To: EPA, Department of Homeland Security, Paul Stamets, U.N., Greenpeace, Sierra Club, Defenders of Wildlife, President Donald Trump, The United States House of Representatives, and The United States Senate

Implement Paul Stamets' "Plan for Mycological Remediation of Fukushima" as an "Official Response"...

Dear Leaders:
Paul Stamets, renown mycologist & author, has developed an 8-step plan to utilize mycological remediation to diffuse & contain the nuclear fallout at Fukushima. We the People would like our national & world leaders to collaborate with Mr. Stamets in order to implement this plan as the "official international response" to containing this disaster.

Why is this important?

First off, the following 8 steps are suggested by Paul Stamets as a viable solution to diffusing, containing, & securing the radioactive elements of the disaster:

1. Evacuate the region around the reactors.

2. Establish a high-level, diversified remediation team including foresters, mycologists, nuclear and radiation experts, government officials, and citizens.

3. Establish a fenced off Nuclear Forest Recovery Zone.

4. Chip the wood debris from the destroyed buildings and trees and spread throughout areas suffering from high levels of radioactive contamination.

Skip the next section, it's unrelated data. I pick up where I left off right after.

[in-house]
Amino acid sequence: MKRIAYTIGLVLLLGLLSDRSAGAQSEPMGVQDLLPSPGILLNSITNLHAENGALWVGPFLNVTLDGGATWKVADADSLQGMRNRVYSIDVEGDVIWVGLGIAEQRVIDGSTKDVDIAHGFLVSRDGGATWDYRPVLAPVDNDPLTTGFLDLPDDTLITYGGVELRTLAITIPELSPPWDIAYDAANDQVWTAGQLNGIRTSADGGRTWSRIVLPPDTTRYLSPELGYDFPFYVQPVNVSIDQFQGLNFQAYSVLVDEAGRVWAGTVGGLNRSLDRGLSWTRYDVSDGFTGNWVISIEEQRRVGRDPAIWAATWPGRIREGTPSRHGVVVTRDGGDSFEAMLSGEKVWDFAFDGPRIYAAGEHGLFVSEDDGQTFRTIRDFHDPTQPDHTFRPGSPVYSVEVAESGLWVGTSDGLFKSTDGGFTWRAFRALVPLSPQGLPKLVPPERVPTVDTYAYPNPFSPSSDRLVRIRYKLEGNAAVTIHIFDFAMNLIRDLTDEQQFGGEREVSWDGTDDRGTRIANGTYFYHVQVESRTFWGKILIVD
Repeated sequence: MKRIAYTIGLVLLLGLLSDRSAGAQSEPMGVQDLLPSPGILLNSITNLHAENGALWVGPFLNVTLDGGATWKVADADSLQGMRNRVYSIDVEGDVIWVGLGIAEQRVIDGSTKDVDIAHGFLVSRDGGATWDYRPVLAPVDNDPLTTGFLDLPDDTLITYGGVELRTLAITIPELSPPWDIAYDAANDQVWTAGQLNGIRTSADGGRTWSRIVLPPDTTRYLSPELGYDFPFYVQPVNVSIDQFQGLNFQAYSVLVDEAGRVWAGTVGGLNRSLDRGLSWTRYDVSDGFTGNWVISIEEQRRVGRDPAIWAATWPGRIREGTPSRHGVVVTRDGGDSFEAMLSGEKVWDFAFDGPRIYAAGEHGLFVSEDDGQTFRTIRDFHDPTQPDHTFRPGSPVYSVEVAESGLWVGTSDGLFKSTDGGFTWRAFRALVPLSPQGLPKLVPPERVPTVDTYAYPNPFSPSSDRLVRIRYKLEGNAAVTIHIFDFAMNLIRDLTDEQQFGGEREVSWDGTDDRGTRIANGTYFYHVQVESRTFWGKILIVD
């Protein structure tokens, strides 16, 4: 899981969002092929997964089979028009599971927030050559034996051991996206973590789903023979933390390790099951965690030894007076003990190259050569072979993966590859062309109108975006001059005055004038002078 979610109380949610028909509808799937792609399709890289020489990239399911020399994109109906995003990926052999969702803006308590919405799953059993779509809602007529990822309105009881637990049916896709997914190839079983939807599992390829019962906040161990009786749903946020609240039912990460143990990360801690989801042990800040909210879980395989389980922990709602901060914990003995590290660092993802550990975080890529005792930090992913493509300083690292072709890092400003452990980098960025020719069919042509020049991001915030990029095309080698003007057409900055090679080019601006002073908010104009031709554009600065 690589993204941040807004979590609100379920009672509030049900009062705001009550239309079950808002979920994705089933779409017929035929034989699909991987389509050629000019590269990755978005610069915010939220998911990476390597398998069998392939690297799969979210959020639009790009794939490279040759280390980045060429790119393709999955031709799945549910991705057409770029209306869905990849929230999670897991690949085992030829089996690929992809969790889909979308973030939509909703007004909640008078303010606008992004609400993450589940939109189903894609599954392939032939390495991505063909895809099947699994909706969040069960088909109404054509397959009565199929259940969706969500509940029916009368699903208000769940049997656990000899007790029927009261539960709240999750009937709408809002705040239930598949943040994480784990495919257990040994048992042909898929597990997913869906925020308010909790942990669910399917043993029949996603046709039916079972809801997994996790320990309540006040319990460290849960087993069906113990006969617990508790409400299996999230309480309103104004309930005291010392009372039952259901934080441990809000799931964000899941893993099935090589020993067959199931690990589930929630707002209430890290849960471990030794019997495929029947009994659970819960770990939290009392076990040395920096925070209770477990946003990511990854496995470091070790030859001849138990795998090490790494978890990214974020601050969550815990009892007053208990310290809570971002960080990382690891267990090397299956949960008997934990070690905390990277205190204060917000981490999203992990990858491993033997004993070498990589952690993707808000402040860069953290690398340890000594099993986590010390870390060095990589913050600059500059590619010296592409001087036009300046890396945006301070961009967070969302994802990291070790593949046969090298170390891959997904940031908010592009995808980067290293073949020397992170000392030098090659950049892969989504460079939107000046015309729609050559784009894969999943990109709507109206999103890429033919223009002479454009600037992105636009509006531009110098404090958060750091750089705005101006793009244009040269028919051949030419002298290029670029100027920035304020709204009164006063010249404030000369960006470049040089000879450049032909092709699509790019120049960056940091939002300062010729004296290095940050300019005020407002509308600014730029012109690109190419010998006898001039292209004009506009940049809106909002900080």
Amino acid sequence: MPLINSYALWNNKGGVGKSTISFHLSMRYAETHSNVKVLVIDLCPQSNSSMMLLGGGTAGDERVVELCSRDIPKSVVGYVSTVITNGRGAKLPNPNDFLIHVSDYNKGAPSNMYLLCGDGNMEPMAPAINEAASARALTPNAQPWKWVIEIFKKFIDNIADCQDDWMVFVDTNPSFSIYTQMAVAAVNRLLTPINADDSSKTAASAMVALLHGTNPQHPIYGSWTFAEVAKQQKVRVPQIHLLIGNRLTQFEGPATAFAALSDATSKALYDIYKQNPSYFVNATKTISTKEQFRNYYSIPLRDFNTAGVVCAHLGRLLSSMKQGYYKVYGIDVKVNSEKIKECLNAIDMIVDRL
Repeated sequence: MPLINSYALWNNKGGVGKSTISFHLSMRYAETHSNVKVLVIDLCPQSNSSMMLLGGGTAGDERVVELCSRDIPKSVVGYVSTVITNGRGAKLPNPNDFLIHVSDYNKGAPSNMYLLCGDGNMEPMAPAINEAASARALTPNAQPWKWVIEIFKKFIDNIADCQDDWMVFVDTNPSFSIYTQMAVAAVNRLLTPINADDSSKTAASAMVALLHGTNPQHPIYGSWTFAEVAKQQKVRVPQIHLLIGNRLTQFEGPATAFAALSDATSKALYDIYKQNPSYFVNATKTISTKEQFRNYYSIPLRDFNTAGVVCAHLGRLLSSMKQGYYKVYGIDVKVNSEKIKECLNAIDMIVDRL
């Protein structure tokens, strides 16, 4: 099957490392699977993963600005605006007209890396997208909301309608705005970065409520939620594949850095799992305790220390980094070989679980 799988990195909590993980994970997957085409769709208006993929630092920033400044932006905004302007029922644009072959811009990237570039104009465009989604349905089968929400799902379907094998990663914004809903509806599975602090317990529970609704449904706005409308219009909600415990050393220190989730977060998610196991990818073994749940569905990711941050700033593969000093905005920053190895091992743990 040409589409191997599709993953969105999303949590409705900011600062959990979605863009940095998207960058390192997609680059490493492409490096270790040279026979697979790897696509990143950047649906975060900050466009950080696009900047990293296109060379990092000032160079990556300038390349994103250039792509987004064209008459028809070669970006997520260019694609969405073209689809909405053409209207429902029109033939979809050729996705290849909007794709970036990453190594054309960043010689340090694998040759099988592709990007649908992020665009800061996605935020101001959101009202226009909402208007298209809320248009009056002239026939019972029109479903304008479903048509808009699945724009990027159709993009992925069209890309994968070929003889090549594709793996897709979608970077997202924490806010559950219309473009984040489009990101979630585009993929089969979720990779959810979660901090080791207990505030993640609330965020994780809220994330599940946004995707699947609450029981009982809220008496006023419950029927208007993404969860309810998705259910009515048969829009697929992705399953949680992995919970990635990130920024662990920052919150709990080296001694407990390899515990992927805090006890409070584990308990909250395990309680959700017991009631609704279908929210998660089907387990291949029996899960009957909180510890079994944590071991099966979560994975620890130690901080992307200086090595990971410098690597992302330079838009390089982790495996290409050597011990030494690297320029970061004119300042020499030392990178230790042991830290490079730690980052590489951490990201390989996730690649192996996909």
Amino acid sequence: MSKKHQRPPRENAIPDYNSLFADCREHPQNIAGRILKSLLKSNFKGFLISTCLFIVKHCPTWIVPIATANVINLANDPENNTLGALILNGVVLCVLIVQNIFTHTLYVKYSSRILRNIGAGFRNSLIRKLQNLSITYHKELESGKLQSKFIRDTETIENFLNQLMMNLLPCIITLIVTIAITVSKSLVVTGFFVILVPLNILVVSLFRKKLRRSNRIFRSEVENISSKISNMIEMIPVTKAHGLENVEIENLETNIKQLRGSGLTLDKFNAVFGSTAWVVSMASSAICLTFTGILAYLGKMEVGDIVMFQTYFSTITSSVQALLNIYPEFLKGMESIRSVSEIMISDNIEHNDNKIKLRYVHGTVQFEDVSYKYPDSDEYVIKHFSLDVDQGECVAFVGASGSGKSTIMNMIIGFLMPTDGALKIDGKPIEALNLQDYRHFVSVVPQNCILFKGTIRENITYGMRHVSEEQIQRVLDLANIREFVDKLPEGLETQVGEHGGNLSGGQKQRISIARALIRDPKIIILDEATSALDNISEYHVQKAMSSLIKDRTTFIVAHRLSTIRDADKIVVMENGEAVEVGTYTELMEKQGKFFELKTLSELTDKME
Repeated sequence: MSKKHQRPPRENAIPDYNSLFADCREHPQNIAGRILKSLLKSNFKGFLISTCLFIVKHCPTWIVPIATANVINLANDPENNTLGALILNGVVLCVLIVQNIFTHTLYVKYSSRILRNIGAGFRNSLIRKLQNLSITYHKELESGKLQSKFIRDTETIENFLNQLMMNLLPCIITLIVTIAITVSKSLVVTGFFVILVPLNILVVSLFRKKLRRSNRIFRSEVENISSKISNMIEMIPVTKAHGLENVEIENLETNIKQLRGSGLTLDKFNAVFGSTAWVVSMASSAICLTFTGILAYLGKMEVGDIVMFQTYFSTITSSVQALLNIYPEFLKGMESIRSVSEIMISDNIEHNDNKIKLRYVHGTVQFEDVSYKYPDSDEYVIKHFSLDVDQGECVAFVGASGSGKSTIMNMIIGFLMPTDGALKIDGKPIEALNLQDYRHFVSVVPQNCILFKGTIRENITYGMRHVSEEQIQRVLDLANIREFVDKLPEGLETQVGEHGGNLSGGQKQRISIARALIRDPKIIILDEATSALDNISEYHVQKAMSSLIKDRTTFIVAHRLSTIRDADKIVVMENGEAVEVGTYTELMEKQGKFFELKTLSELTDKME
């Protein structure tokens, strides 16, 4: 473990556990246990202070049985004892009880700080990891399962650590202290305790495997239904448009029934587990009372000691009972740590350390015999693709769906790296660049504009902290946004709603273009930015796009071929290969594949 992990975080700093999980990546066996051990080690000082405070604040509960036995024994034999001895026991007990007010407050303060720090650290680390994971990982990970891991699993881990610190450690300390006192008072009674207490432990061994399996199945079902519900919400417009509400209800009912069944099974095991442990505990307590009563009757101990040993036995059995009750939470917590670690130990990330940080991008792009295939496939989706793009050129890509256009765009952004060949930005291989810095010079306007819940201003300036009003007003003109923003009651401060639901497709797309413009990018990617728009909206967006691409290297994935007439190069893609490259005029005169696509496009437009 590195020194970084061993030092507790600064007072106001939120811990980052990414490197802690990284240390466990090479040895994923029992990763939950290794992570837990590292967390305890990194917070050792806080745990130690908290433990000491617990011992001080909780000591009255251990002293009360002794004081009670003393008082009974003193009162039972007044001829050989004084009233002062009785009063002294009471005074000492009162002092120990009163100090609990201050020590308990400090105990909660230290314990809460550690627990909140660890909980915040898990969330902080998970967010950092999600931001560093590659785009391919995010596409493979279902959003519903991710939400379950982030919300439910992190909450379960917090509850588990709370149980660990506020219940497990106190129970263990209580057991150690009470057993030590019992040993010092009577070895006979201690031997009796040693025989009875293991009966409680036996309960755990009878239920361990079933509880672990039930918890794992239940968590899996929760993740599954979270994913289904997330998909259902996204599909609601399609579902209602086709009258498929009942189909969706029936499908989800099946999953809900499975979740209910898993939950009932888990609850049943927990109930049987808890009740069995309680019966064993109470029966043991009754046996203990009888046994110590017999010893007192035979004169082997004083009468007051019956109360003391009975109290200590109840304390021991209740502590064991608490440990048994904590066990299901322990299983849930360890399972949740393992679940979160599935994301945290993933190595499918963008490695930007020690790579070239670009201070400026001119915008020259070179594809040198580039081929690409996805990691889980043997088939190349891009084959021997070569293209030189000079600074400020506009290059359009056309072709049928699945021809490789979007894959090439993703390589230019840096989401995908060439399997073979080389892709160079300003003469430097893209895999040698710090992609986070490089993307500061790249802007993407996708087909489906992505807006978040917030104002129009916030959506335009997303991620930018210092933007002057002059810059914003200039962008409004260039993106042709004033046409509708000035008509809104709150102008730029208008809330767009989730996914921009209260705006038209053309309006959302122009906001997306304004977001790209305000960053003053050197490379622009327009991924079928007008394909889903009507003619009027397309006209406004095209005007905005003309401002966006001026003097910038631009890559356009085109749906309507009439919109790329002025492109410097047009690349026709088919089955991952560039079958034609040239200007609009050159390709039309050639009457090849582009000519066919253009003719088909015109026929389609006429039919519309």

5. Mulch the landscape with the chipped wood debris to a minimum depth of 12-24 inches.

6. Plant native deciduous and conifer trees, along with hyper-accumulating mycorrhizal mushrooms, particularly Gomphidius glutinosus, Craterellus tubaeformis, and Laccaria amethystina (all native to pines). G. glutinosus has been reported to absorb – via the mycelium – and concentrate radioactive Cesium 137 more than 10,000-fold over ambient background levels. Many other mycorrhizal mushroom species also hyper-accumulate.

7. Wait until mushrooms form and then harvest them under Radioactive HAZMAT protocols.

8. Continuously remove the mushrooms, which have now concentrated the radioactivity, particularly Cesium 137, to an incinerator. Burning the mushroom will result in radioactive ash. This ash can be further refined and the resulting concentrates vitrified (placed into glass) or stored using other state-of-the-art storage technologies.

By sampling other mushroom-forming fungi for their selective ability to hyper-accumulate radioactivity, we can learn a great deal while helping the ecosystem recover. Not only will some mushroom species hyper-accumulate radioactive compounds, but research has also shown that some mycorrhizal fungi bind and sequester radioactive elements so they remain immobilized for extended periods of time. Surprisingly, we learned from the Chernobyl disaster that many species of melanin-producing fungi have their growth stimulated by radiation.

The knowledge gained through this collaborative process would not only benefit the areas affected by the current crisis, but would also help with preparedness and future remediation responses.